Wednesday, September 27, 2017

Latest LIGO/Virgo Detection Marks Dawn of a New Era: Gravitational Wave Astronomy

Speaking today at a press conference in western Italy, scientists from the LIGO and Virgo collaborations reported new results detailing the observation of yet another gravitational wave signal, this one emanating from a source at least a billion light years away.
If you've been keeping up with astrophysics news recently, it might seem that gravitational wave detections are now becoming so frequent that this colossally energetic merging of astronomical bodies could be described as "humdrum". However, this latest detection offers an additional, exciting dimension—directionality.

Based on the shape of the gravitational wave signal in prior detections, scientists had been able to generate estimates of how massive the merging black holes must be. Knowing how big the collision was, in turn, let us use the signal's strength to figure out how far away it must have been. Pointing out precisely where it came from, however, was still beyond us.

But the fact that the signals were picked up by both of LIGO's gravitational wave antennae gave us some clues. If both detectors picked up the signal simultaneously, it would tell us that it originated somewhere along the plane halfway between the two. Since one detector picked up the signal before the other, it tells us which side of the sky the signal came from. Assuming that gravitational waves travel at the speed of light, (as general relativity predicts and evidence suggests) measuring the time elapsed between the signal detections helps us further narrow down the likely source location.

A thin band of sky, the region of space that the first-ever confirmed gravitational wave detection is likely to have come from, is outlined in black.
Image Credit: LIGO collaboration
This approximation is about as good as geometry allows with two detectors, but this latest signal was picked up not only by LIGO's two receivers, but a third gravitational wave antenna as well—the newly operational Virgo interferometer in Italy. Two detectors is enough to narrow things down to a plane, so performing that same plane-finding operation between three pairs of points lets us further restrict the possible source location down to a much smaller range, about 60 square degrees. For comparison, make a fist with your arm outstretched—the breadth of your fist occupies about ten degrees of your field of view, so sixty square degrees would be roughly a fist by half a fist's worth of sky.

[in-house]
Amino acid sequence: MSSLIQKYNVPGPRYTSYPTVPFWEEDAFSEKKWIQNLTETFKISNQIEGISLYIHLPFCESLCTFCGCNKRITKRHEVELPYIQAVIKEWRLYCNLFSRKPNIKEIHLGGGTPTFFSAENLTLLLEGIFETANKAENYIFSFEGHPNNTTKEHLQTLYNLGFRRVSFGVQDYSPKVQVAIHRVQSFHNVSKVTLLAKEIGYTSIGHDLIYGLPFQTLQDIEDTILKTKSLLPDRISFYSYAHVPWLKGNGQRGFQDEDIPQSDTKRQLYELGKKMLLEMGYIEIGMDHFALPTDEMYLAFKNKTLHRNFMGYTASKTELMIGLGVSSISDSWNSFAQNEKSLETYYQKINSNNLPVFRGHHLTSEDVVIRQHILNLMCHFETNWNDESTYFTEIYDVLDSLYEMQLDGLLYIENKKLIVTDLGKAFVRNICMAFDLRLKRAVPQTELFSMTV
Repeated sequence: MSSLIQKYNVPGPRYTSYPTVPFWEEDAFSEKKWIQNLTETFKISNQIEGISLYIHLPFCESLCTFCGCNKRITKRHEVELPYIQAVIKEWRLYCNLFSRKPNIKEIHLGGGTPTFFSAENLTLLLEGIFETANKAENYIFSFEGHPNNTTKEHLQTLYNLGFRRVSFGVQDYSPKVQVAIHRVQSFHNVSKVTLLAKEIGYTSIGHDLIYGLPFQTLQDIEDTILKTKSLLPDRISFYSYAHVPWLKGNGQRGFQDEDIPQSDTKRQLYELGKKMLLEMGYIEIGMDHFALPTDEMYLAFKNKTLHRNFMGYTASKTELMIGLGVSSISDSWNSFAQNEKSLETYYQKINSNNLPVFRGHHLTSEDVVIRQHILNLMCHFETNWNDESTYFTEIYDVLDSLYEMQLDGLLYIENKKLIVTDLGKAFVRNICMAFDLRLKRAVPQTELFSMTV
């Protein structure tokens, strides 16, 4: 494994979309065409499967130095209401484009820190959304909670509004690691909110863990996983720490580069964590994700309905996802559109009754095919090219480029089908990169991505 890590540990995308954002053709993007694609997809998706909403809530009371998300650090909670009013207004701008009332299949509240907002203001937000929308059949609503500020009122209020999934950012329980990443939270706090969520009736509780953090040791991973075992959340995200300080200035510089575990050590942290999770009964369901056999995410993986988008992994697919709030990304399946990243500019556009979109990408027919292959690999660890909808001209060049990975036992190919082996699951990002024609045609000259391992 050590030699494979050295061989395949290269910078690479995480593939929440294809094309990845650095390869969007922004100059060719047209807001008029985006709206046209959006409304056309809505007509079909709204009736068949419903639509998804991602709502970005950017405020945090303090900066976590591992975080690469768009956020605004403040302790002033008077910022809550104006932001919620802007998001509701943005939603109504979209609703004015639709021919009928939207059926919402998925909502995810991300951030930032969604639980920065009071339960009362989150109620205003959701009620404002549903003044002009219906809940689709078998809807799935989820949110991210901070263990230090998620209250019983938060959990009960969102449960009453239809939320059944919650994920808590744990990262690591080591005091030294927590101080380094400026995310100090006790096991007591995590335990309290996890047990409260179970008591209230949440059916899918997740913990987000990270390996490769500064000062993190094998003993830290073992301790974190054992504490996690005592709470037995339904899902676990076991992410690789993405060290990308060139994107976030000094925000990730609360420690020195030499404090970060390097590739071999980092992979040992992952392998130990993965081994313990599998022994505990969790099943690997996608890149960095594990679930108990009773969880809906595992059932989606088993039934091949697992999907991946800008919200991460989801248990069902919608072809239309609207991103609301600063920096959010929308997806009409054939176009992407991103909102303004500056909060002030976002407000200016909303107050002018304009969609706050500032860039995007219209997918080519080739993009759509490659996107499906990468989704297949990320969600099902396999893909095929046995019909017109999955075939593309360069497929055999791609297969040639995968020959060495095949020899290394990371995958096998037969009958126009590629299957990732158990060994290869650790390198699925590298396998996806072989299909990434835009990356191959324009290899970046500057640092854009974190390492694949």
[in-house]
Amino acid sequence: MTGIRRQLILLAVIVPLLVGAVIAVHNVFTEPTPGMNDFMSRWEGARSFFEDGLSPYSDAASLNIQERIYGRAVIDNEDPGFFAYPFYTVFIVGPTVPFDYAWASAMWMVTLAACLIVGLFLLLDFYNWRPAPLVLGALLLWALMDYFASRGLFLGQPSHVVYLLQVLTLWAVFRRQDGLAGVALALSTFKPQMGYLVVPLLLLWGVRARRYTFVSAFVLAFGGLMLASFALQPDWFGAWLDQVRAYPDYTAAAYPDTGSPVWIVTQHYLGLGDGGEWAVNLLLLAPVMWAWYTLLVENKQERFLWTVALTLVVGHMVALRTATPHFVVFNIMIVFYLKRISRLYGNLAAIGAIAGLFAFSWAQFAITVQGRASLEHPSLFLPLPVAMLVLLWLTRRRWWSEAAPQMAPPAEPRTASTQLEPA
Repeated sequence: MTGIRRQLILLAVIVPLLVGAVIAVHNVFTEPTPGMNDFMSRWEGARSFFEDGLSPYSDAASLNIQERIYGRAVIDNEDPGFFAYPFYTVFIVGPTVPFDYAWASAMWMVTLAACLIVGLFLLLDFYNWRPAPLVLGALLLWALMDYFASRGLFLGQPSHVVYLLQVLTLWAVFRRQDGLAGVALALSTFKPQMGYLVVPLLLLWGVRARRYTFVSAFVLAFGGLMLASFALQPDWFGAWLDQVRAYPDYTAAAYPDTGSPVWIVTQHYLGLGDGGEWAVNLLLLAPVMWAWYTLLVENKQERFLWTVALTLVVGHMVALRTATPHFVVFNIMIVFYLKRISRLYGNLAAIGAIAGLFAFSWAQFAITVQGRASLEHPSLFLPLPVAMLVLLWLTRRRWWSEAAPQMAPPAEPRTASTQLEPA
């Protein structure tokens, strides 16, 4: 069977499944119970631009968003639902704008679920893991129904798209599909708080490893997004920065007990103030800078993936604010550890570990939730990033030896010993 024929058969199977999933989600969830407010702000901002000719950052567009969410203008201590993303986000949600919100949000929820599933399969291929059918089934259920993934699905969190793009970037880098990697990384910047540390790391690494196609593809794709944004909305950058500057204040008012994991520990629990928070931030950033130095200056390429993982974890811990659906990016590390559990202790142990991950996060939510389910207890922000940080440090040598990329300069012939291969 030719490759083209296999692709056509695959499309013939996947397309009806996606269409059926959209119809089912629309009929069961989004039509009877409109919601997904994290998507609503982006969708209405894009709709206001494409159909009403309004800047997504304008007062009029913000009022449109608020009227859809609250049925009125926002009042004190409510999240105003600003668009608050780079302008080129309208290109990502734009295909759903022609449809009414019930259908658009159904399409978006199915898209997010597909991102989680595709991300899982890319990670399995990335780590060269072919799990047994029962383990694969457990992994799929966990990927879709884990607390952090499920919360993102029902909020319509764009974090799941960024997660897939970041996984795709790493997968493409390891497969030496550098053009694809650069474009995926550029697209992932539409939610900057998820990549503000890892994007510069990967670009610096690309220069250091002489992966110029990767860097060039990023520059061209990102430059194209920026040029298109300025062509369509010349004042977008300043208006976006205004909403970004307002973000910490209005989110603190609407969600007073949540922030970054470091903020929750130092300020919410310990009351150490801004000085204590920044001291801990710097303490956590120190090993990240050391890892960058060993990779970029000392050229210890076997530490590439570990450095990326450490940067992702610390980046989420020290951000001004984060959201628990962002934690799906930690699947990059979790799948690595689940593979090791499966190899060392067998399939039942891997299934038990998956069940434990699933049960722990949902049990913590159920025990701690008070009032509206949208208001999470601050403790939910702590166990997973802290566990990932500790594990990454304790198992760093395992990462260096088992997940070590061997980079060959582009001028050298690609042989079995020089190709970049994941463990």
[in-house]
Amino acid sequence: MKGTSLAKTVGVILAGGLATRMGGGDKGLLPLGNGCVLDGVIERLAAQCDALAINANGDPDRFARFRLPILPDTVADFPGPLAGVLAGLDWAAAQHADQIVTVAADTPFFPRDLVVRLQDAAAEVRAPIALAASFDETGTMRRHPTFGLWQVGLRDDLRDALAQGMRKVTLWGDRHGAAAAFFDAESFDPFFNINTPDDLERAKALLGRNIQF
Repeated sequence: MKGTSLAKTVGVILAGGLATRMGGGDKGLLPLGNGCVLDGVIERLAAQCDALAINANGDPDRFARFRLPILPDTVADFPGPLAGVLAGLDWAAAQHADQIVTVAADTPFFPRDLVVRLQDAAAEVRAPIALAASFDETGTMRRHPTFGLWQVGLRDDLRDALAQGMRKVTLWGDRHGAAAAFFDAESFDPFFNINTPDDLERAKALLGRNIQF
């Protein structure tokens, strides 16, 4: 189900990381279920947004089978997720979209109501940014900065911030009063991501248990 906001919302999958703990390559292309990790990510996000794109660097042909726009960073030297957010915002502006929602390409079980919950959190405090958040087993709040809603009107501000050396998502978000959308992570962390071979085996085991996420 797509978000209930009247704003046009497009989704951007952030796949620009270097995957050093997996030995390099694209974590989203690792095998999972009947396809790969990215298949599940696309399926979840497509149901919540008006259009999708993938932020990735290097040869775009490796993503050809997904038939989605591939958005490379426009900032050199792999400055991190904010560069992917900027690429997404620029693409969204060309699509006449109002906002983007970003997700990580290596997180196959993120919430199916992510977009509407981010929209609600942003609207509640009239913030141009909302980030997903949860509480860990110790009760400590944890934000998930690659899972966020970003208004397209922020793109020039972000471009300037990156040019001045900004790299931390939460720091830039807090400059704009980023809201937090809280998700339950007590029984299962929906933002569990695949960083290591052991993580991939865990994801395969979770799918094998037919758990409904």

A figure from the forthcoming work by the LIGO and Virgo scientific collaborations, recently accepted for publication by the American Physical Society's journal Physical Review Letters, showing the localization of the signal. The yellow band shows the localization provided by the LIGO antennae, with the additional data from Virgo shown in green.
Image Credit: B.P. Abbott, et al.
While the implications of this may not be immediately apparent, they're pretty huge. Knowing that incomprehensibly large masses are colliding somewhere (relatively) nearby is neat, but knowing where this collision is happening is infinitely more useful—it lets us turn our eyes toward that point, collecting more than just gravitational wave data. Mergers like this seem to be happening all the time, but space is huge, dark, and mostly empty; the odds are slim-to-none that a telescope like Hubble or the upcoming JWST would happen to catch a process like this occurring without some forewarning.

There's speculation in the physics community that this very technique is already in use—in mid-August of this year, several telescopes announced a sudden swivel to focus on a small region of sky in the direction of the constellation Hydra. What they're looking for is still unknown, but rumors suggest that this activity is in response to a gravitational wave signal from LIGO and Virgo, possibly indicating a merger of two neutron stars.

video

A NASA video describing some of the physics around the collision of two neutron stars.

Will we get our first look at a neutron star collision, courtesy of our gravitational wave detectors? Only time will tell—stay tuned!

—Stephen Skolnick

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